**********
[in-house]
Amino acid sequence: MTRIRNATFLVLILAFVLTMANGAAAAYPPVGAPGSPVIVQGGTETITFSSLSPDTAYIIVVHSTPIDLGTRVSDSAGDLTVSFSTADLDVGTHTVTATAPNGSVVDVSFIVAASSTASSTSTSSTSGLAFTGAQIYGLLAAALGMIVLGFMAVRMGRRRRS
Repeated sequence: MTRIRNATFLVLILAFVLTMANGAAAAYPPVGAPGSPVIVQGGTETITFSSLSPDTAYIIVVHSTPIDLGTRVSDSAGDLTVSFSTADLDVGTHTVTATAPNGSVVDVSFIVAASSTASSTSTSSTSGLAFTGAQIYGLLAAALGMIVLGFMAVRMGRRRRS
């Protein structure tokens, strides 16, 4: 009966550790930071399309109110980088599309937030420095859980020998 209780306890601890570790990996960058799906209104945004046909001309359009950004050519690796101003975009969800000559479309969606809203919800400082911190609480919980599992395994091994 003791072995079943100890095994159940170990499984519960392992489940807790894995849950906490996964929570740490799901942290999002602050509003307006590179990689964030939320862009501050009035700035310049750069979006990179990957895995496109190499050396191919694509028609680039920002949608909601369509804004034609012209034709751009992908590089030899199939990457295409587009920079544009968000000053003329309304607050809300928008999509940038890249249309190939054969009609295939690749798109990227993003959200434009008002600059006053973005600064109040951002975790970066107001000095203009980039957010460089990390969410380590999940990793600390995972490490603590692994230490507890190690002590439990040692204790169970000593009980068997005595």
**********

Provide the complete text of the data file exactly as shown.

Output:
[in-house]
Amino acid sequence: MTRIRNATFLVLILAFVLTMANGAAAAYPPVGAPGSPVIVQGGTETITFSSLSPDTAYIIVVHSTPIDLGTRVSDSAGDLTVSFSTADLDVGTHTVTATAPNGSVVDVSFIVAASSTASSTSTSSTSGLAFTGAQIYGLLAAALGMIVLGFMAVRMGRRRRS
Repeated sequence: MTRIRNATFLVLILAFVLTMANGAAAAYPPVGAPGSPVIVQGGTETITFSSLSPDTAYIIVVHSTPIDLGTRVSDSAGDLTVSFSTADLDVGTHTVTATAPNGSVVDVSFIVAASSTASSTSTSSTSGLAFTGAQIYGLLAAALGMIVLGFMAVRMGRRRRS
């Protein structure tokens, strides 16, 4: 009966550790930071399309109110980088599309937030420095859980020998 209780306890601890570790990996960058799906209104945004046909001309359009950004050519690796101003975009969800000559479309969606809203919800400082911190609480919980599992395994091994 003791072995079943100890095994159940170990499984519960392992489940807790894995849950906490996964929570740490799901942290999002602050509003307006590179990689964030939320862009501050009035700035310049750069979006990179990957895995496109190499050396191919694509028609680039920002949608909601369509804004034609012209034709751009992908590089030899199939990457295409587009920079544009968000000053003329309304607050809300928008999509940038890249249309190939054969009609295939690749798109990227993003959200434009008002600059006053973005600064109040951002975790970066107001000095203009980039957010460089990390969410380590999940990793600390995972490490603590692994230490507890190690002590439990040692204790169970000593009980068997005595």